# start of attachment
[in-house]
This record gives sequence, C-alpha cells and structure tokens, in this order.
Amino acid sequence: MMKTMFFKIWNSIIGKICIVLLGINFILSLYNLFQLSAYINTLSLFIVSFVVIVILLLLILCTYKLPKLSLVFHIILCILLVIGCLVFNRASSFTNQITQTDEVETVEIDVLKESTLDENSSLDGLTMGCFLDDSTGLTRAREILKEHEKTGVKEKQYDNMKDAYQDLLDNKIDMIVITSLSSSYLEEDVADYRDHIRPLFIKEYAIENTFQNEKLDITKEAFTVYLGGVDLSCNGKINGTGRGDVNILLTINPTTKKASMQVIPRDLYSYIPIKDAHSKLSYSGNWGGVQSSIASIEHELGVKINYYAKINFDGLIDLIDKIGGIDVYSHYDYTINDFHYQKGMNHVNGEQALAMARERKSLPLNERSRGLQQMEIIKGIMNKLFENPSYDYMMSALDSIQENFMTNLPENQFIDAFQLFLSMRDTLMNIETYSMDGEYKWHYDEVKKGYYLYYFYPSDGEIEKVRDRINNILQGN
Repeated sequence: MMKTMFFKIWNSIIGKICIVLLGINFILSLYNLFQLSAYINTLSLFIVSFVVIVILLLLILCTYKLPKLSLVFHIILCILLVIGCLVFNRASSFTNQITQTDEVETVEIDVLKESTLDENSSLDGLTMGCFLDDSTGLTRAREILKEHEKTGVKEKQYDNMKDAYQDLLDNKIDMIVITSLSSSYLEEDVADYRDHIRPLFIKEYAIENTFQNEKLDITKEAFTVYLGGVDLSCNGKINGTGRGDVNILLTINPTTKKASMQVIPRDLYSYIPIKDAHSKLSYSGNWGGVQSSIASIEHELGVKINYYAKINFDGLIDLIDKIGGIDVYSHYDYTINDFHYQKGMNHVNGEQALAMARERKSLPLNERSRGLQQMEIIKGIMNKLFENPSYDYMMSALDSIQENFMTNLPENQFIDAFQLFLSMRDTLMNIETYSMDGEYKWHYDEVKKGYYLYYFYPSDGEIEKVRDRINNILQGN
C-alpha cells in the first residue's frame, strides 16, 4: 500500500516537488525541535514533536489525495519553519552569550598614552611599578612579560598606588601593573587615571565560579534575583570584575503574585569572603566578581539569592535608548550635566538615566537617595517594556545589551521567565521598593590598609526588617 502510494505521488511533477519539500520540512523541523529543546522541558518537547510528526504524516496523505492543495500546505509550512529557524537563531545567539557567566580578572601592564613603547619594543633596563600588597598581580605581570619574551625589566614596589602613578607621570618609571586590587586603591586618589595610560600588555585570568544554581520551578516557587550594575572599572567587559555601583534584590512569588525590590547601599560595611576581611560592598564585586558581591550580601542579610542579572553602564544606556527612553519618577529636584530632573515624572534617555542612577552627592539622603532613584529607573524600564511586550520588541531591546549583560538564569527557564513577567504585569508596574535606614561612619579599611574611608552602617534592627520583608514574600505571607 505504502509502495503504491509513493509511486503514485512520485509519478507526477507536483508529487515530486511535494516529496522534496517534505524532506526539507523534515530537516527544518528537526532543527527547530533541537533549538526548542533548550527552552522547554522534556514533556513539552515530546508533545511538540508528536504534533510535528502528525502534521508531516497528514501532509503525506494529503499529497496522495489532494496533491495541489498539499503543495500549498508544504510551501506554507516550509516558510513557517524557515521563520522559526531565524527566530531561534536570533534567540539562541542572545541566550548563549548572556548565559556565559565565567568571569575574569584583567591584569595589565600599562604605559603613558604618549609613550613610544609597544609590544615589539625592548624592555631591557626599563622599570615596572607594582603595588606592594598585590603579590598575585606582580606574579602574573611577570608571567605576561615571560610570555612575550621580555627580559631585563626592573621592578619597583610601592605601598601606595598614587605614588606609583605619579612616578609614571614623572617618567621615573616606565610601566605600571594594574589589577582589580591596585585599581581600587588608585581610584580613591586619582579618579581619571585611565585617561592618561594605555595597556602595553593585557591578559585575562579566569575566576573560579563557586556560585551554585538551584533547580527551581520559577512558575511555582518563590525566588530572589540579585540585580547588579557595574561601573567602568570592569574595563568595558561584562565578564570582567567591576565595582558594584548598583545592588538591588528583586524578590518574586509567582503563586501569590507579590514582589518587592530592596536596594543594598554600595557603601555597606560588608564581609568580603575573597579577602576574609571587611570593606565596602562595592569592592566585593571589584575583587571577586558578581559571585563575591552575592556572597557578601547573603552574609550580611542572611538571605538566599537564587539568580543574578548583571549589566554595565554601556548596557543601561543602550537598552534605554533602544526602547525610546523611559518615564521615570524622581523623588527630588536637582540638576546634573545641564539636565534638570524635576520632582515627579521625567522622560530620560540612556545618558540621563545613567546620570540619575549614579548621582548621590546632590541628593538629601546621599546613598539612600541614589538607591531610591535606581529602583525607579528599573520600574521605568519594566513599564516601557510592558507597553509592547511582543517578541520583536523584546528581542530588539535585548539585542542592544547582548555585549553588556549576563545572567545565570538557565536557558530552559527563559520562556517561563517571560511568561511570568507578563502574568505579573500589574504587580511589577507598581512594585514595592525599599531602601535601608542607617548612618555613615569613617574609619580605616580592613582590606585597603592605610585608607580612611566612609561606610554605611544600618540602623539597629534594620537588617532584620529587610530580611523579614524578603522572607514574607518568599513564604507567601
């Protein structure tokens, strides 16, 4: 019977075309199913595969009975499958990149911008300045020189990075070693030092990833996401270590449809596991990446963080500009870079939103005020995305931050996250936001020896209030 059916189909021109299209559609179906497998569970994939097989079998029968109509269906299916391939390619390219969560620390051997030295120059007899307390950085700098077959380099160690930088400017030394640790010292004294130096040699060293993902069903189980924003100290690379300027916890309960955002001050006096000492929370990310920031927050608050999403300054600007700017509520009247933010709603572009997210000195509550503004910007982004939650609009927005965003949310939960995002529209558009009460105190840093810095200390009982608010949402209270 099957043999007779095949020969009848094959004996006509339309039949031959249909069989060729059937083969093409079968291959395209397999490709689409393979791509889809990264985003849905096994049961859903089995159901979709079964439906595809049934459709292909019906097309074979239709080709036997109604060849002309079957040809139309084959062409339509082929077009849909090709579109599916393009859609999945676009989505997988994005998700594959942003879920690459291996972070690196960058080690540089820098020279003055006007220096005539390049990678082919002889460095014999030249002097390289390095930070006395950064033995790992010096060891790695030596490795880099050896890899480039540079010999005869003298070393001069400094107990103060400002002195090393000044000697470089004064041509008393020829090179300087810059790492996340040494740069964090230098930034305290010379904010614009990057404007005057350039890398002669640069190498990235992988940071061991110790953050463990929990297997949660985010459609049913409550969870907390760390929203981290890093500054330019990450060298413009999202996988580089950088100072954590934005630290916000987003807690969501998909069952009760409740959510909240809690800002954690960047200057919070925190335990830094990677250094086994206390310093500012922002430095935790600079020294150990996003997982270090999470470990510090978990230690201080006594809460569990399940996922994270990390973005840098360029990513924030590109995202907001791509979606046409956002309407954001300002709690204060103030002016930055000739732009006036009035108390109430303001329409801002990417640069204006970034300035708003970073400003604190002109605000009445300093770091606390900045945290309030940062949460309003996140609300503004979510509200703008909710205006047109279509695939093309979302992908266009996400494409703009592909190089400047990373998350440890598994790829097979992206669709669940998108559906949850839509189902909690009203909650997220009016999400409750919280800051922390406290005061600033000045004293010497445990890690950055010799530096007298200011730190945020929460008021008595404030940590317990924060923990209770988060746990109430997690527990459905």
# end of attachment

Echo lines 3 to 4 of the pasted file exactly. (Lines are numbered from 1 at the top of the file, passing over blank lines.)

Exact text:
Amino acid sequence: MMKTMFFKIWNSIIGKICIVLLGINFILSLYNLFQLSAYINTLSLFIVSFVVIVILLLLILCTYKLPKLSLVFHIILCILLVIGCLVFNRASSFTNQITQTDEVETVEIDVLKESTLDENSSLDGLTMGCFLDDSTGLTRAREILKEHEKTGVKEKQYDNMKDAYQDLLDNKIDMIVITSLSSSYLEEDVADYRDHIRPLFIKEYAIENTFQNEKLDITKEAFTVYLGGVDLSCNGKINGTGRGDVNILLTINPTTKKASMQVIPRDLYSYIPIKDAHSKLSYSGNWGGVQSSIASIEHELGVKINYYAKINFDGLIDLIDKIGGIDVYSHYDYTINDFHYQKGMNHVNGEQALAMARERKSLPLNERSRGLQQMEIIKGIMNKLFENPSYDYMMSALDSIQENFMTNLPENQFIDAFQLFLSMRDTLMNIETYSMDGEYKWHYDEVKKGYYLYYFYPSDGEIEKVRDRINNILQGN
Repeated sequence: MMKTMFFKIWNSIIGKICIVLLGINFILSLYNLFQLSAYINTLSLFIVSFVVIVILLLLILCTYKLPKLSLVFHIILCILLVIGCLVFNRASSFTNQITQTDEVETVEIDVLKESTLDENSSLDGLTMGCFLDDSTGLTRAREILKEHEKTGVKEKQYDNMKDAYQDLLDNKIDMIVITSLSSSYLEEDVADYRDHIRPLFIKEYAIENTFQNEKLDITKEAFTVYLGGVDLSCNGKINGTGRGDVNILLTINPTTKKASMQVIPRDLYSYIPIKDAHSKLSYSGNWGGVQSSIASIEHELGVKINYYAKINFDGLIDLIDKIGGIDVYSHYDYTINDFHYQKGMNHVNGEQALAMARERKSLPLNERSRGLQQMEIIKGIMNKLFENPSYDYMMSALDSIQENFMTNLPENQFIDAFQLFLSMRDTLMNIETYSMDGEYKWHYDEVKKGYYLYYFYPSDGEIEKVRDRINNILQGN